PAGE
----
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PARSING

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PARSING

In the design of a compiler the second stage after lexical analysis is parsing. It is also called as syntax analysis. Parser will take the stream of tokens generated by the lexical analyzer , check if it is grammatically correct and generate a parse tree. The fundamental theory behind parsing is grammar theory.

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CONTEXT FREE GRAMMAR

A CFG, G=(N, T, P, S) where:


N is a set of non-terminals. T is a set of terminals. P is a set of productions (or rules) which are given by A-> where A denotes a single non-terminal. denotes a set of terminals and nonterminals. S is the start state. If not specified, then it is the nonterminal that appears on the left-hand side of the first production.

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Parse trees
Parse trees are labeled trees characterized by the following: The root is labeled by the start symbol. Each leaf is labeled by a token or !. Each interior node is labeled by a nonterminal. If A is the non-terminal labeling some interior node and X1, X2, , Xn are the labels of the children of that node from left to right, then A ::= X1, X2, , Xn is a production in the grammar.
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AMBIGUITY AND UNAMBIGUITY :

A word is said to be ambiguously derivable if there are more than one derivations existing for the word, that is if there are more than one distinct parse tree generated for that word.
There are two kinds of derivations that are important. A derivation is a leftmost derivation if it is always the leftmost non-terminal that is chosen to be replaced. It is a rightmost derivation if it is always the rightmost one. Ambiguity is considered only when words are derived using the same kind of derivation.

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AMBIGUITY AND UNAMBIGUITY

A grammar is said to be ambiguous if there exists at least one word which is ambiguously derivable. A grammar is said to be unambiguous if all the words derived from it are unambiguous.

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A language L is said to be unambiguous if there exists at least one grammar which is unambiguous. A language L is said to be ambiguous if all the grammar of the language are ambiguous.

Programming language grammars must be unambiguous.

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BOOLEAN EXPRESSIONS
The language of Boolean expressions can be defined in English as follows: true is a Boolean expression. false is a Boolean expression. If exp1 and exp2 are Boolean expressions, then so are the following: expression1 OR expression2 expression1 AND expression2 Low || NOT expression1 Higher && ( expression1 )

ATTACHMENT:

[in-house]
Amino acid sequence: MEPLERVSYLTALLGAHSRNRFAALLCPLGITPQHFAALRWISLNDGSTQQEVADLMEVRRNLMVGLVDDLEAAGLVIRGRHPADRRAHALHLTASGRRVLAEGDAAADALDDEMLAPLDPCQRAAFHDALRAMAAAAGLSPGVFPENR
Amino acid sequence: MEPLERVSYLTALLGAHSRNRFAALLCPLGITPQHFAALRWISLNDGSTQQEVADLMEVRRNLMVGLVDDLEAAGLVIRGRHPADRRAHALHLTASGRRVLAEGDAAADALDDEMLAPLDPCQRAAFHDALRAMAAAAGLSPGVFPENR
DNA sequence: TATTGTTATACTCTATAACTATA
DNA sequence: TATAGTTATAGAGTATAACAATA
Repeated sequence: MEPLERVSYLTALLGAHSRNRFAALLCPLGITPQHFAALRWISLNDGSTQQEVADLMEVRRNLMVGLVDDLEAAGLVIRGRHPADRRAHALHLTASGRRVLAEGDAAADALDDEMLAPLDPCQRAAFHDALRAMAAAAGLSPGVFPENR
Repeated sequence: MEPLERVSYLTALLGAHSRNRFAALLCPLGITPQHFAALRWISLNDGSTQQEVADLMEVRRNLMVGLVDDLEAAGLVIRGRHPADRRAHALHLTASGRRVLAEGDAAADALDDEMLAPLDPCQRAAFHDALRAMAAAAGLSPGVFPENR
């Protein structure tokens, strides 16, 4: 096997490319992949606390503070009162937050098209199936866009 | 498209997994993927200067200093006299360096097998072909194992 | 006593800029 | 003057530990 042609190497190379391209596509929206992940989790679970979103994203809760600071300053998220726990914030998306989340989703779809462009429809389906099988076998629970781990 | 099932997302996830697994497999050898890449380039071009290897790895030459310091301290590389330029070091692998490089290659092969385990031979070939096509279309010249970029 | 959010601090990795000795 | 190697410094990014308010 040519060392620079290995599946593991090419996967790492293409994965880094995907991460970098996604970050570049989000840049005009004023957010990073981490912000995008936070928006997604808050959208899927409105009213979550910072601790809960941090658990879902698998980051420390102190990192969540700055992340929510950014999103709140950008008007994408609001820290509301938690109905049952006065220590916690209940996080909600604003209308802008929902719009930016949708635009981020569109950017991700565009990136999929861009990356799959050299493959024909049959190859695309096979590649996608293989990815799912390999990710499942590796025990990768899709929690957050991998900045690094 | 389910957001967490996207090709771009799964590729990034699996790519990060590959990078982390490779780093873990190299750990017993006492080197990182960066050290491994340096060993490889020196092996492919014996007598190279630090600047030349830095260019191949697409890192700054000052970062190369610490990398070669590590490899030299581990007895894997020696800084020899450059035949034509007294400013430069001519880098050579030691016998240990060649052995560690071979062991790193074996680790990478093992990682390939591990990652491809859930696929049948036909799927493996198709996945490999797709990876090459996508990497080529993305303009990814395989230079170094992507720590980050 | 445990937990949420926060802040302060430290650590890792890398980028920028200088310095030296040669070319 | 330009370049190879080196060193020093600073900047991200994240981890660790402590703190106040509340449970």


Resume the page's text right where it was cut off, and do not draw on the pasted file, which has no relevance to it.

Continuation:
Highest !
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Consider this simple CFG: bexp TRUE bexp FALSE bexp bexp || bexp bexp bexp && bexp bexp ! bexp bexp ( bexp )

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CONTEXT FREE GRAMMAR FOR BOOLEAN EXPRESSIONS


Consider the following short hand form of the CFG for Boolean expressions: E E && E E E || E E!E E (E) Et Ef E is a non-terminal and the start symbol. &&, ||, !, (, ), t and f are terminals.
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Here are two different (leftmost derivations). The first one, corresponding to the first tree: E => E && E => E && E && E => t && E && E => t && t && E => t && t && t The second one, corresponding to the second tree: E => E && E => t && E => t && E && E => t && t && E => t && t && t

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A CFG is ambiguous if at least one word in the described language has more than one parse tree.

&&

&&

&&

&&

t
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We construct an unambiguous version of the context-free grammar for Boolean expressions by making it reflect the following operator precedence conventions: ! (NOT) has the highest precedence && (AND) has the next highest precedence || (OR) has the lowest precedence For example, t v ~f ^ t should be interpreted as t v ((~f)^t). As long as the grammar is unambiguous, you can choose whether or not to accept expressions that would need conventions about operator associatively to disambiguate them, like t ^ t ^ t.
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Here is a version that assumes that the binary operators are non- associative. E E1 || E1 E E1 E1 E2 && E2 E1 E2 E2 ! E2 E2 (E ) E2 t E2 f Draw the derivation trees according to your unambiguous grammar for the following two expressions: (i) ! t || f (ii) (f || t) || ! f && t 8/31/2012

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Parse tree for !t v||f:

E1

||

E1

E2

E2

E2

t
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Parse tree for (f || t) || !f&&t:

E E 1 E 1

||

E 2

E 2

&&

E 2

E 2

E 1 E 2 f

||

E 1 E 2 t
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ASSOCIATIVITY
The binary operators && and || are be considered to be left-associative in most programming languages. i.e. an expression like t || t || t would be interpreted as (t || t) || t

Short Circuit

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Making the production rules for the binary operators left associatively: E E || E1 E E1 E1 E1 && E2 E1 E2 E2 !E3 E2 E3 E3 ( E ) E3 T E3 F
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Parse tree for: f||f||t


E

||

E 1

||

E 1

E 2
E 3

E 1 E 2 E 3 f

E 2 E 3

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THANK YOU..

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